In re: High-Tech Employee Antitrust Litigation

Filing 334

ORDER RE PLAINTIFFS' MOTION TO COMPEL PRODUCTION by Judge Paul S. Grewal denying #278 Motion to Compel (psglc2, COURT STAFF) (Filed on 2/28/2013)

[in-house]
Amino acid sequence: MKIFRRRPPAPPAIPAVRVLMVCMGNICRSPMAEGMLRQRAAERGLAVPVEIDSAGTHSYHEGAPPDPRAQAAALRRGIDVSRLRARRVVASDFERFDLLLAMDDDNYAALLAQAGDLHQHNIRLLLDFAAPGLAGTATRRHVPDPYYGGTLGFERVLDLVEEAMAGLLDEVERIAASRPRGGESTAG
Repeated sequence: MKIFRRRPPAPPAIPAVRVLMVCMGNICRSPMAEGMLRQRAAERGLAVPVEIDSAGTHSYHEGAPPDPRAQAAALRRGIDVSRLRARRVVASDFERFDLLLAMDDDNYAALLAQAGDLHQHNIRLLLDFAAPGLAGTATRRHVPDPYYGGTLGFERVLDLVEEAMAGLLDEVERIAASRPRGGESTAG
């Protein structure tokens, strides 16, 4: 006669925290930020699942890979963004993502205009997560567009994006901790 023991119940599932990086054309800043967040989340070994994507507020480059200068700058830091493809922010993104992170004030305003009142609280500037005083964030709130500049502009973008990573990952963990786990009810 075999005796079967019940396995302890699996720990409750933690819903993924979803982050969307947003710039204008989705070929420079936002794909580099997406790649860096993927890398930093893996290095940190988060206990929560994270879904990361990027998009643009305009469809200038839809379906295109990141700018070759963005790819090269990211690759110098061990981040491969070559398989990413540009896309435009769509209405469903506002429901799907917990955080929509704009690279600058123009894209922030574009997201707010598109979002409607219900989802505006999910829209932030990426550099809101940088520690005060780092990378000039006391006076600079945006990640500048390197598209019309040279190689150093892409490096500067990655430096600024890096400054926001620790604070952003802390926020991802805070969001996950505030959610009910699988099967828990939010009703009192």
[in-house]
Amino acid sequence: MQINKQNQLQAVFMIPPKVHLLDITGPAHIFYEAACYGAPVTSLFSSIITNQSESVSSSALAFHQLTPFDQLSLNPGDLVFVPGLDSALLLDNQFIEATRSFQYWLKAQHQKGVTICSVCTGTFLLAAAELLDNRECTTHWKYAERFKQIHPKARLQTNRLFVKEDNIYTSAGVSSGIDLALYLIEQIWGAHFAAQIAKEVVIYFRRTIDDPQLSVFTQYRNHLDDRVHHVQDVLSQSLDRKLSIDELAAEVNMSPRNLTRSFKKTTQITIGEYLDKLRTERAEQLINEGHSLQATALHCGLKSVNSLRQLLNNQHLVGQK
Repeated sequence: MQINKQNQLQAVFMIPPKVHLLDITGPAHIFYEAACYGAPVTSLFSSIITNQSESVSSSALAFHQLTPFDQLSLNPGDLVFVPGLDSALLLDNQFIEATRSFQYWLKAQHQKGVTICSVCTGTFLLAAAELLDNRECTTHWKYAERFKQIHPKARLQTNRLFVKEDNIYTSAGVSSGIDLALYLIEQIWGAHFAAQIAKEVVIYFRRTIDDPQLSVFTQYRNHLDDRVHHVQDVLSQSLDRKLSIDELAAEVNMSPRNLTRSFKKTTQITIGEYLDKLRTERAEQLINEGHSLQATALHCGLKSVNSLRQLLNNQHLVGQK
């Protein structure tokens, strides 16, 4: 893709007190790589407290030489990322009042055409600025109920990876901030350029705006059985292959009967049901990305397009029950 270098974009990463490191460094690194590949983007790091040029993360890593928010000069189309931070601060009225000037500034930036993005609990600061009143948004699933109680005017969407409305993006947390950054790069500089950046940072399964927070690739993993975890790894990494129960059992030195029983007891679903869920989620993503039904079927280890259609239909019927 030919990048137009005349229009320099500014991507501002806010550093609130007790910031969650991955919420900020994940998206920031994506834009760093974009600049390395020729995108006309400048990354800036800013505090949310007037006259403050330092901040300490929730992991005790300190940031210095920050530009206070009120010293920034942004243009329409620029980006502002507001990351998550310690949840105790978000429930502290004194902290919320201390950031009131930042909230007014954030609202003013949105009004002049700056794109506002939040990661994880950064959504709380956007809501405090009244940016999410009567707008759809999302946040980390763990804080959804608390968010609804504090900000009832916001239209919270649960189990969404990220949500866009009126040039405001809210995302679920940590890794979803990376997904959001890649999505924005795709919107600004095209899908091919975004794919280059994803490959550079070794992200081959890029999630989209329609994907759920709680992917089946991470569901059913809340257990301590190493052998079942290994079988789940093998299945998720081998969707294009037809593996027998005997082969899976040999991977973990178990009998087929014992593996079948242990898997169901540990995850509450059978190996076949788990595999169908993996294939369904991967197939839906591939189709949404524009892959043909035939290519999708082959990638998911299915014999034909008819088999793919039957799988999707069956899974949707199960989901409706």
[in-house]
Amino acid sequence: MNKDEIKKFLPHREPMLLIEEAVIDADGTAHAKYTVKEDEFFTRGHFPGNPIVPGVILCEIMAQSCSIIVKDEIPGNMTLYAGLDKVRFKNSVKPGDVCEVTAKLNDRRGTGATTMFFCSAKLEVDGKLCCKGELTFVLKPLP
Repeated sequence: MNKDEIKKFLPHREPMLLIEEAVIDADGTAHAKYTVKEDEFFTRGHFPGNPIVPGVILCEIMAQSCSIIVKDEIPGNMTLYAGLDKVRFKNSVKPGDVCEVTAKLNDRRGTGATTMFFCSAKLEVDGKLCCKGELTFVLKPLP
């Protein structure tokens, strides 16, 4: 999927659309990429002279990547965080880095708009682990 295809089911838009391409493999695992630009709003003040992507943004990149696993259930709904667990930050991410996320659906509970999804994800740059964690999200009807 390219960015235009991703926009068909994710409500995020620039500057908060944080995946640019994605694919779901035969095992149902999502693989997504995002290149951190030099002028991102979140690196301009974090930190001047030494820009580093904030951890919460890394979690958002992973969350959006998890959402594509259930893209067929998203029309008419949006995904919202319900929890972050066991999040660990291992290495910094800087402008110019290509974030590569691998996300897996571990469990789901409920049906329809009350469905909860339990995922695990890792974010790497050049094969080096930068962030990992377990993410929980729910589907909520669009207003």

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1 2 3 4 5 6 7 UNITED STATES DISTRICT COURT 9 NORTHERN DISTRICT OF CALIFORNIA 10 United States District Court For the Northern District of California 8 SAN JOSE DIVISION 11 12 13 14 15 16 17 ) ) ) In re HIGH-TECH EMPLOYEE ANTITRUST ) LITIGATION ) ) ) ) ) ) Case No.: 11-CV-2509-LHK-PSG ORDER RE: PLAINTIFFS’ MOTION TO COMPEL PRODUCTION (Re: Docket No. 278) Bill Campbell (“Campbell”) works for Defendant Google Inc. (“Google”), but he is no 18 mere employee, and perhaps not even that. He earns at best a nominal salary, often without any 19 formal agreement or even understanding. And yet Campbell occupies an elite niche in the 20 technology industry that, with apologies to Robert Redford, is best described as an “executive 21 whisperer.” Either as consultant or part-time employee, Cambpell has advised Google’s senior- 22 most management even as he did the same for Defendant Apple, Inc. (“Apple”) and others, all 23 24 while serving as Chairman of the Board of Defendant Intuit, Inc. (“Intuit”). Campbell’s unique 25 status lies at the heart of the motion to compel now before the court. Citing their disclosure to 26 Campbell, Plaintiffs Michael Devine, Mark Fichtner, Siddharth Hariharan, Brandon Marshall, and 27 Daniel Stover (collectively “Plaintiffs”) seek production of emails that Google either redacted or 28 1 Case No.: 11-2509 LHK (PSG) ORDER 1 failed to produce on the grounds that the documents were privileged. 1 Having considered the 2 parties’ papers, supplemental documents, and oral arguments, the court DENIES Plaintiffs’ motion 3 to compel but without prejudice to in camera review of certain documents as discussed below. 4 I. 5 6 BACKGROUND Plaintiffs are five former employees of the various defendants in this case whom Plaintiffs claim colluded with each other to avoid poaching each other’s employees and to stabilize their 7 8 9 United States District Court For the Northern District of California 10 compensation packages. At issue in this discovery dispute are various emails among Google counsel, Campbell, and Google executives Shona Brown (“Brown”), Laszlo Bock (“Bock”), and Eric Schmidt (“Schmidt”). 2 11 12 13 14 Google produced to Plaintiffs a privilege log for each of the three executives identifying 72 of Schmidt’s emails, 3 579 of Brown’s emails, 4 and 2,281 of Bock’s emails 5 as subject to the attorney-client privilege and/or the work product privilege. Google produced redacted versions of many of the documents but withheld other documents entirely on the grounds that they were 15 16 subject to the privileges. 6 17 In this motion, Plaintiffs seek production of 166 of those documents Google designated as 18 privileged. 7 The 166 documents at issue consist of emails on which Campbell was included at his 19 20 1 See Docket No. 278. 21 2 See Docket No. 278. 22 3 See Docket No. 278-1 Ex. H. 23 4 See id. Ex. G. 24 5 See id. Ex. F. 25 6 26 27 The court notes that aside from a description of the legal standard in Plaintiffs’ brief and a footnote in Google’s brief, the parties have not provided substantive argument regarding the work product immunity claims. See Docket Nos. 278, 319. 7 28 See Docket No. 278. 2 Case No.: 11-2509 LHK (PSG) ORDER 1 email address and for which Plaintiffs assert Google waived whatever privilege it claims 2 over the communications. 8 Google objects on the grounds that, despite his roles at Apple and 3 Intuit, Campbell in fact was an employee or essentially the same as an employee at Google and 4 therefore the privilege was maintained. In support of its position, Google submitted to the court for 5 in camera review 17 documents that it either produced with redactions or withheld in full. 6 II. LEGAL STANDARDS 7 “[A] party asserting the attorney-client privilege has the burden of establishing the 8 9 [existence of an attorney-client] relationship and the privileged nature of the communication.” 9 United States District Court For the Northern District of California 10 Parties seeking to withhold information under the privilege must satisfy an eight-part test: “(1) 11 [w]here legal advice of any kind is sought (2) from a professional legal adviser in his capacity as 12 such, (3) the communications relating to that purpose, (4) made in confidence (5) by the client, (6) 13 14 are at his instance permanently protected (7) from disclosure by himself or by the legal adviser, (8) unless the protection be waived.” 10 15 “The work-product doctrine,” on the other hand, “protects from discovery documents and 16 17 tangible things prepared by a party or his representative in anticipation of litigation.” 11 “To qualify 18 for work-product protection, documents must: (1) be ‘prepared in anticipation of litigation or for 19 trial’ and (2) be prepared ‘by or for another party or by or for that other party’s representative.’” 12 20 21 22 23 8 See id. Exs. F, G, H. 24 9 See United States v. Graf, 610 F.3d 1148, 1156 (9th Cir. 2010) (changes in original). 25 See id. 11 See United States v. Richey, 632 F.3d 559, 567 (9th Cir. 2011). 12 26 10 See id. 27 28 3 Case No.: 11-2509 LHK (PSG) ORDER III. 1 DISCUSSION Plaintiffs assert that Google’s claims of privilege fail on essentially three grounds: (1) 2 3 Campbell was not a Google employee or functional equivalent of an employee and therefore not 4 subject to the attorney-client privilege; (2) the communications do not appear to be about legal 5 advice; and (3) because they were sent to Campbell’s Intuit email account, the communications 6 were not objectively confidential. 13 The court addresses each of Plaintiffs’ arguments in turn. 7 8 A. Campbell’s Position with Google Plaintiffs assert that Campbell was at best an outside consultant to Google who was never 9 United States District Court For the Northern District of California 10 an official employee nor did he act in a manner that supports an inference that he was the 11 “functional equivalent” of an employee. 14 Plaintiffs argue that as a result Campbell’s inclusion in 12 the communications at issue effected a waiver by Google of the attorney-client privilege because 13 Campbell stood as a third party to the communications between Google and its counsel. Google 14 responds that Campbell in fact was an employee or the functional equivalent of one and points to 15 16 an agreement with Campbell supposedly dating from 2002 regarding his consultant position with 17 the company and a subsequent agreement in 2007 that purports to make Campbell a full-fledged 18 employee. 15 19 Pursuant to the Supreme Court’s holding in Upjohn Co. v. United States, employees at all 20 levels of a corporation may communicate with the corporation’s counsel for the purposes of 21 seeking or providing legal advice without waiving the corporation’s attorney-client privilege. 16 22 But as the Ninth Circuit highlighted in United States v. Graf, Upjohn left unresolved issues 23 13 See Docket No. 278. 14 See id. 26 15 See Docket No. 319 Ex. 2 (filed under seal). 27 16 24 25 28 See Upjohn Co. v. United States, 449 U.S. 383, 393-94 (1981); United States v. Graf, 610 F.3d 1148, 1158 (9th Cir. 2010). 4 Case No.: 11-2509 LHK (PSG) ORDER 1 regarding exactly who speaks for a corporation, exactly who is an employee, and how the privilege 2 applies. 17 A determination of the applicability of the privilege here turns on two distinct issues: (1) 3 whether Campbell is eligible at all for Google’s attorney-client privilege; and if he is (2) whether in 4 each given communication in which Campbell is included, the privilege should apply. In this 5 section, the court addresses the first, and more difficult, question. 6 1. Standard for Eligibility Under the Attorney-Client Privilege 7 In Upjohn, the Supreme Court rejected the “control-group” test that limited a corporation’s 8 9 attorney-client privilege to “senior management” who “guid[ed] and integrat[ed] the several United States District Court For the Northern District of California 10 operations” and who could “be said to possess an identity analogous to the corporation as a 11 whole.” 18 Although the Court refused to adopt any alternative bright line rules regarding 12 application of the privilege, it did counsel that, in applying the privilege, lower courts should keep 13 in mind the privilege’s purposes of “protect[ing] not only the giving of professional advice to those 14 who can act on it but also the giving of information to the lawyer to enable him to give sound and 15 16 informed advice.” 19 Since Upjohn, courts have had to determine how far the privilege reaches for corporations. 17 18 In In re Bieter, the Eighth Circuit considered whether the privilege could extend to an outside 19 consultant of a partnership who had communicated with the partnership’s counsel. 20 The 20 consultant was an independent contractor of the partnership but had been viewed by the 21 partnership’s counsel and by other parties as a representative of the partnership, had attended 22 23 24 25 17 See Graf, 610 F.3d at 1158 (noting that that for the attorney-client privilege, “[i]t can be particularly challenging to determine the identity of the client in the corporate context”). See Upjohn, 449 U.S. at 390. 19 Id. at 370. 20 26 18 16 F.3d 929, 936 (8th Cir. 1994). 27 28 5 Case No.: 11-2509 LHK (PSG) ORDER 1 2 numerous meetings with the partnership’s counsel, and had participated extensively both in the deal giving rise to the litigation and in the litigation itself. 21 Noting that “[t]here is no principled basis to distinguish [the consultant’s] role from that of 3 4 an employee” and that “his involvement in the subject of the litigation makes him precisely the sort 5 of person with whom a lawyer would wish to confer confidentially in order to understand [the 6 7 8 9 partnership’s] reasons for seeking representation,” the court held that the consultant was “in all relevant respects the functional equivalent of an employee.” 22 The Eighth Circuit further observed that “it is inappropriate to distinguish between those on the client’s payroll and those who are United States District Court For the Northern District of California 10 instead, and for whatever reason, employed as independent contractors” and held that extension of 11 the privilege to the consultant was appropriate. 23 12 13 14 In Graf, the Ninth Circuit considered a similar question regarding whether a criminal defendant who was by title an outside consultant to an insurance company nevertheless was covered by the company’s attorney-client privilege. 24 To resolve the question, the Ninth Circuit 15 16 adopted the Eighth Circuit’s reasoning in Bieter and held that the attorney-client privilege extends 17 to non-employees acting as “functional equivalent[s] of an employee.” 25 The Ninth Circuit then 18 looked to the role the defendant played in the insurance company, including consideration of 19 whether he was the primary agent who communicated with counsel and whether he acted as an 20 agent for the corporation in a significant capacity, managed employees, or had substantial input 21 22 23 21 See id. at 934. 24 22 Id. at 938. 23 Id. at 937. 24 See 25 See id. 25 26 27 28 6 Case No.: 11-2509 LHK (PSG) ORDER 1 into the development of the issue at the heart of the litigation. 26 Having determined that the 2 defendant served a significant role in the company that amounted to the “functional equivalent of 3 an employee,” the Ninth Circuit affirmed the district court’s determination that the defendant was 4 subject to the company’s attorney-client privilege. 27 5 6 The court thus must determine whether Google has met its burden to show that in his role at Google Campbell served as either an employee or the functional equivalent of an employee. If 7 8 9 Google has met that burden, Campbell is eligible for the privilege, and the court must then determine whether each communication falls within the privilege. If Google has not met that United States District Court For the Northern District of California 10 burden, however, Campbell is not eligible for the privilege and Google may not maintain the 11 privilege over any conversations in which Campbell participated. 12 2. 13 14 Campbell’s Status Before 2007 Prior to 2007, Campbell served as a consultant to Google in a role that Campbell himself described as “informal[]” 28 Google provided a consultant agreement that it asserts memorialized 15 16 the relationship between Google and Campbell. The court notes, however, that the copy of the 17 2002 agreement Google attached to its motion was dated sometime in April 2007, 29 and Campbell 18 admitted in his subsequent deposition that he did not sign the agreement until 2007 when he signed 19 a subsequent part-time employment agreement. 30 But Campbell stated in a sworn declaration that 20 from January 2002 until 2007 his role with Google mirrored the duties listed in the subsequent 21 22 23 26 See id. at 24 27 See id. at 1159. 28 See Docket No. 325 Ex. D at 173:24. 29 See Campbell Decl. Ex. A (filed under seal) 30 See Docket No. 325 Ex. D at 175:5-18. 25 26 27 28 7 Case No.: 11-2509 LHK (PSG) ORDER 1 agreement, 31 and so the court looks to the agreement for elucidation of Campbell’s status at 2 Google. In the agreement, Campbell’s duties include serving as an “advisor to Google’s 3 management and Board of Directors with respect to Google’s corporate and business strategy” and 4 advising “on issues relating to its organizational development and internal business processes.” 32 5 Other evidence supports that Campbell played an important advisory role at Google. In a 6 separate declaration, Alan Eustace (“Eustace”), Senior Vice President of Knowledge at Google, 7 8 9 stated that Campbell served as a “senior advisor” and that because of that role, Eustace often included Campbell in “emails regarding Google’s business operations and internal corporate United States District Court For the Northern District of California 10 strategy, including confidential and highly sensitive matters related to Google’s compensation 11 practices, policies and strategies.” 33 The communications both Plaintiffs and Google submitted 12 further reveal Campbell’s importance at Google. Throughout the operative period in this case, he 13 was in ongoing communication with Google’s executives and advised them about how to deal with 14 employees leaving Google. 15 This evidence suffices to show that Campbell’s role at Google was that of a functional 16 17 equivalent of an employee even before an employment agreement was executed. His high-level 18 position and advisory role suggests that a blanket denial of the attorney-client privilege would 19 undermine what Upjohn and Graf emphasize: the ability of the corporation both to provide 20 information to its counsel and to obtain guidance from its counsel. 21 To be sure, the evidence before the court more than suggests that in many communications 22 Campbell spoke instead in his role as either an employee of Intuit or an employee of Apple. 23 24 25 Google’s counsel in fact admitted at the hearing that this record fails to show any instances where See Campbell Decl. 32 See Campbell Decl. Ex. A. 33 26 31 See Docket No. 200. 27 28 8 Case No.: 11-2509 LHK (PSG) ORDER 1 Campbell spoke as an agent of Google. Although the fact of his relationship to Google is well- 2 known, 34 the metes and bounds of his role with the company remain largely behind-the-scenes. It 3 is not clear to the court that Campbell even has a email address. The court therefore 4 must highlight the limitation of its findings. Because there is sufficient evidence that Campbell 5 served as an advisor to Google, Google may be eligible to claim the attorney-client privilege for 6 communications involving its counsel and Campbell, but the evidence in no way supports that 7 8 9 Google has blanket protection for every communication its counsel had with Campbell prior to 2007. United States District Court For the Northern District of California 10 3. 11 In 2007, Campbell signed an agreement with Google that rendered him officially a part- 12 13 14 Campbell’s Status After 2007 time employee with the company. 35 According to Campbell’s declaration and Google’s representations, Campbell’s role with the company did not significantly change following the change in his status. 36 The change in Campbell’s status from an outside consultant to Google’s 15 16 17 employee further supports that Campbell from 2007 until the end of his relationship with Google is at least eligible for the attorney-client privilege. 37 18 At the risk of repetitiveness but in an abundance of caution, the court again notes that as an 19 employee, Campbell may have been eligible for application of the attorney-client privilege, but his 20 status as an employee by itself is not enough to warrant application of the privilege. Having 21 determined that throughout the time of his relationship with Google, Campbell was eligible for the 22 23 24 25 34 See, e.g., Miguel Helft, “Bill Campbell on Coaching RockMelt and Google vs. Apple,” New York Times, Nov. 8, 2010 (available at See Campbell Decl. Ex. B (filed under seal). 36 See id.; see Docket No. 318. 37 26 35 See Upjohn, 449 U.S. at 390. 27 28 9 Case No.: 11-2509 LHK (PSG) ORDER 1 2 attorney-client privilege, the court must now consider whether the other factors for the privilege apply to the communications at issue. The court turns now to Plaintiffs’ other arguments. 3 4 B. 5 6 Waiver Before addressing the sample communications Google provided the court for in camera review, the court first considers Plaintiffs' argument that even if Campbell was an employee or the 7 8 9 functional equivalent of one, the communications were not confidential because they were sent to Campbell's Intuit email account. For the attorney-client privilege to apply, the communications United States District Court For the Northern District of California 10 between attorneys and clients must be confidential; disclosure of the communication dissolves the 11 privilege. 38 The court therefore must determine as a threshold matter whether Campbell's Intuit 12 email renders the various communications non-confidential. 13 Plaintiffs argue that Intuit's corporate policy regarding email, including reserving the right 14 to review employees' emails, vitiates any confidentiality Google or Campbell could expect from the 15 16 17 communications. 39 Google responds that regardless of Intuit's policy, it expected that the communications were confidential and that Campbell would keep them confidential. Plaintiffs urge the court to adopt the four factors identified in In re Asia Global Crossing, 18 19 Ltd. 40 Faced with a similar issue of the confidentiality of emails sent over an employer’s email 20 system, the bankruptcy court in the Southern District of New York looked to the reasonable 21 22 expectation of privacy in the Fourth Amendment context and propounded four factors that it found most relevant to the question of confidentiality in the attorney-client privilege context. 41 Several 23 24 26 See Graf, 610 F.3d at 1156. 39 See Docket No. 278. 40 322 B.R. 247 (S.D.N.Y. 2005). 41 25 38 See id. at 256-57. 27 28 10 Case No.: 11-2509 LHK (PSG) ORDER 1 2 district courts have used the Asia Global factors in considering whether an employer's computer and email policies effect a waiver of an employee’s privilege. 42 Google contends that the Asia Global factors do not apply because the privilege is Google's, 3 4 not Campbell's. 43 As Google’s argument goes, because Campbell – not Google – was the person 5 subject to the policy, the court should only consider whether Google reasonably believed that 6 Campbell was maintaining the confidentiality of the communications. 44 In other words, regardless 7 8 9 United States District Court For the Northern District of California 10 of Intuit’s policy or Campbell’s knowledge of it, Campbell could not waive Google’s privilege and so the only inquiry for the court is whether Google reasonably assumed that its communications with Campbell and counsel were confidential and kept that way. 11 But Google maintains that in communications in which Campbell participated along with 12 Google’s employees and Google’s counsel Campbell was a Google employee as well and thereby 13 eligible for the privilege. 45 Campbell may not be able on his own to waive Google's privilege but it 14 does not make sense that if Campbell speaks on Google’s behalf, Google does not share the 15 16 knowledge that Campbell possesses regarding the policy of the email system he employed. 17 The court nevertheless agrees that this is not the typical case in which the Asia Global 18 factors are applied. In most situations, an employee spoke with her personal attorney over her 19 employer's email system. 46 Here, in contrast, Campbell spoke with Google’s employees and 20 21 22 23 42 See, e.g., Aventa Learning, Inc. v. K12, Inc., 830 F. Supp. 2d 1083, 1108-09 (W.D. Wash. 2011); In re Reserve Fund Securities & Derivative Litig, 275 F.R.D. 154, 159-60 (S.D.N.Y. 2011) (applying the test in the context of the marital privilege); Curto v. Med. World Comm’ns, Inc., Case No. 03CV6327 (DRH)(MLO), 2006 WL 1318387, at *7 (E.D.N.Y. May 15, 2006). 43 See Docket No. 319. 44 See id. 26 45 See id. 27 46 24 25 28 See, e.g., Aventa Learning, 830 F. Supp. 2d at 1107; Convertino v. U.S. Dept. of Justice, 674 F. Supp. 2d 97, 110 (D.D.C. 2009); In re Asia Global Crossing, Ltd., 322 B.R. at 256. 11 Case No.: 11-2509 LHK (PSG) ORDER 1 Google's counsel over Intuit’s email system. But as the court already noted, by Google's own 2 argument, Campbell did so as an employee or functional equivalent of an employee of Google. 3 And Google's other employees appear to have had notice that Campbell was receiving the emails at 4 the external address. 47 Although the facts differ from the typical scenario, the court considers the 5 method for determining whether the communications remained confidential basically the same. To 6 wit, did Campbell and Google have an objectively reasonable expectation of confidentiality in 7 8 emails sent through Intuit’s system? The court thus finds the Asia Global factors useful in determining whether Campbell and 9 United States District Court For the Northern District of California 10 thus Google waived the attorney-client privilege by sending emails through Intuit's email system. 11 The court finds that the test neatly articulates the issues the court must resolve to determine 12 whether Campbell and Google had an objectively reasonable expectation that the emails were and 13 would remain confidential. The court therefore will consider: (1) whether Intuit had a policy 14 banning personal use; (2) whether Intuit monitored employees' use of email; (3) whether third 15 16 parties have a right of access to the computer and the email; and (4) whether the company notified 17 Campbell or Google – or whether Campbell or Google were aware of – the use and monitoring 18 policy. 48 19 1. 20 Turning to the first factor, from the copy of the Intuit policy that Plaintiffs submitted, Intuit 21 22 Intuit’s Policy has a policy that states that “Intuit resources and assets remain the property of Intuit and, as a general rule, should only be used by employees for company business.” 49 Google argues that the 23 24 25 26 language of the policy does not reflect an all-out ban of the personal use of Intuit’s resources but 47 See, e.g., Docket No. 278 Ex. E (emails sent between Google employees and Campbell at his email address). 48 See In re Asia Global Crossing, 322 B.R. at 258. 49 See Docket No. 278 Ex. N. 27 28 12 Case No.: 11-2509 LHK (PSG) ORDER 1 2 rather that the policy only strongly discourages the practice. 50 Plaintiffs assert that the language amounts to a “ban.” 51 3 At least one other court has suggested that “should” in an employer’s policy reflects a ban 4 on the personal use of emails. 52 But Intuit’s inclusion of the term “as a general rule” does qualify 5 the policy that employees should only use the company’s resources for “company business.” Intuit 6 perhaps did not expect the type of use that Campbell engaged in when it added that qualification, 7 8 9 but the court cannot say that its policy represents an all-out ban on personal use. This factor weighs, albeit not heavily, in Google’s favor. United States District Court For the Northern District of California 10 2. Monitoring of Emails 11 In its Code of Conduct, Intuit reserves the right to “inspect or monitor all company 12 resources, assets and property at any time, without prior approval, knowledge or consent of 13 employees to the extent allowed by law.” 53 Intuit explicitly states that “[t]his includes monitoring 14 and retrieving information that is stored or transmitted on Intuit’s electronic devices, computers 15 16 and systems.” 54 At least one court that has applied the Asia Global factors held that a company’s reservation 17 18 of the right to inspect is enough to warrant this factor weighing against a finding of a reasonable 19 expectation of confidentiality. 55 But, as other courts have recognized, a company’s failure to 20 50 See Docket No. 319. 51 See Docket No. 278. 21 22 23 24 25 52 See In re Reserve Fund Sec. & Derivative Litig., 275 F.R.D. at 161 (rejecting argument that “should” is “precatory or aspirational”). 53 Docket No. 278 Ex. N. 54 Id. 26 55 27 28 See In re Reserve Fund Sec. & Derivative Litig., 275 F.R.D. at 164 (“Because [the company] expressly reserved the right to access and monitor its employees’ emails, the second Asia Global Crossing factor weighs against finding a reasonable expectation of privacy.”). 13 Case No.: 11-2509 LHK (PSG) ORDER 1 actually monitor employees’ emails or to have an explicit policy of monitoring the emails may 2 suggest to employees that their emails in fact remain confidential. 56 Nothing in the record before 3 the court suggests that Intuit actually monitored its employees’ emails or Campbell’s emails in 4 particular. The court finds the second factor thus weighs in favor of Google’s expectation of 5 confidentiality in the emails. 6 3. 7 As noted above, Intuit reserves the right to inspect its employees’ emails. 57 Intuit, as a third 8 9 United States District Court For the Northern District of California 10 Third Parties’ Right of Access party, has a right of access to Campbell’s emails. This factor thus weighs against a finding of a reasonable expectation of privacy. 58 11 4. 12 Campbell recognized Intuit’s policy and indicated he was not exempt from its conditions. 59 13 14 Knowledge of Intuit’s Policy During his deposition, he waffled about whether he had read the version of the policy at issue and whether he had actual knowledge of the guidelines. 60 Because he was one of the highest level 15 16 17 executives at Intuit at the time and because he admits familiarity with the policies, the court assumes that Campbell at least had constructive knowledge of the policies. 61 Intuit’s code of 18 19 56 20 21 22 See, e.g., United States v. Hatfield, Case No. 06-CR-0550 (JS), 2009 WL 3806300, at *9 (E.D.N.Y. Nov. 13, 2009); Convertino, 674 F. Supp. 2d at 110. See also Aventa Learning, 830 F. Supp. 2d at 1109 (noting that the company in fact engaged in monitoring of employees’ emails, which added to the second factor tipping against a reasonable expectation of confidentiality). 24 See Docket No. 278 Ex. N. 58 See Hatfield, 2009 WL 3806300 at *9. 59 See Docket No. 325 Ex. D at 184:9-185:7. 60 23 57 See id. at 184:8-9. 25 26 61 27 28 See Aventa Learning, 830 F. Supp. 2d at 1107 (ascribing constructive knowledge of company’s privacy policies to “senior level manager” who was “expected to know the contents of company policies”). 14 Case No.: 11-2509 LHK (PSG) ORDER 1 conduct itself asserts that managers must “[u]nderstand the Code of Conduct.” 62 This fourth factor 2 thus weighs against a finding that Campbell had a reasonable expectation of confidentiality in his 3 emails. 4 Although the court finds that the Asia Global factors are evenly split, the court finds that 5 the importance of the attorney-client privilege as well as the lack of evidence that Intuit in fact 6 monitored Campbell’s emails supports the preservation of the privilege in this case. 63 The fact that 7 8 9 United States District Court For the Northern District of California 10 Campbell sent and received messages from his Intuit email address does not destroy the confidentiality necessary to maintain the privilege. C. 11 12 13 14 The Communications Having determined that Campbell is eligible for the attorney-client privilege and that his use of the Intuit email account did not destroy the communications’ confidentiality, the court considers Plaintiffs’ final objection. Plaintiffs assert that the communications do not appear to be for the purposes of seeking or transmitting legal advice. 64 15 To maintain the privilege, a client must be seeking or receiving legal advice within the 16 17 communication. 65 “If the advice sought is not legal advice, but, for example, accounting advice 18 from an accountant, then the privilege does not exist.” 66 19 20 The court has reviewed the samples of communications submitted by Google and concludes that at least as to these communications, Google, through its employees and including Campbell, 21 22 62 23 63 24 25 See Docket No. 278 Ex. N. See United States v. Mett, 178 F.3d 1058, 1065 (9th Cir. 1999) (noting “where attorney-client privilege is concerned, hard cases should be resolved in favor of the privilege, not in favor of disclosure”). See Docket No. 278. 65 See United States v. Richey, 632 F.3d 559, 566 (9th Cir. 2011). 66 26 64 Richey, 632 F.3d at 566. 27 28 15 Case No.: 11-2509 LHK (PSG) ORDER 1 was either seeking legal advice from Google’s attorneys or was receiving advice. But the court 2 cannot and will not speak to whether the privilege applies to other communications that Google has 3 withheld. Because of Campbell’s dual role, the court finds that Plaintiffs are entitled to an in 4 camera review of all of the documents Google seeks to withhold if Plaintiffs believe that the other 5 communications are not privileged. 67 No later than 5:00 p.m. on March 4, 2013, Plaintiffs shall 6 provide notice to the court and Google if they want to challenge the remaining privileged 7 8 9 United States District Court For the Northern District of California 10 documents that include Campbell; Google then will have until March 7, 2012 at 5:00 p.m. to produce the documents for in camera review. IT IS SO ORDERED. 11 12 Dated: February 28, 2013 13 _________________________________ PAUL S. GREWAL United States Magistrate Judge 14 15 16 17 18 19 20 21 22 23 24 25 26 27 28 67 See In re Grand Jury Investigation, 974 F.2d 1068, 1074-75 (9th Cir. 1992) (noting that an in camera review is appropriate when the party challenging the privilege has established a sufficient factual basis for the challenge). The court notes that Plaintiffs failed to provide a factual basis for in camera review of the four remaining documents that Google claims are protected by the workproduct doctrine as well as attorney-client privilege. Plaintiffs made little reference to the workproduct issue in their moving papers, see Docket No. 278, made no reference in their supplemental papers, see Docket No. 331 Ex. A., and did not discuss the issue at the hearing. In light of that deficiency, the court will not review those documents to ascertain the applicability of the workproduct doctrine in any subsequent in camera review. 16 Case No.: 11-2509 LHK (PSG) ORDER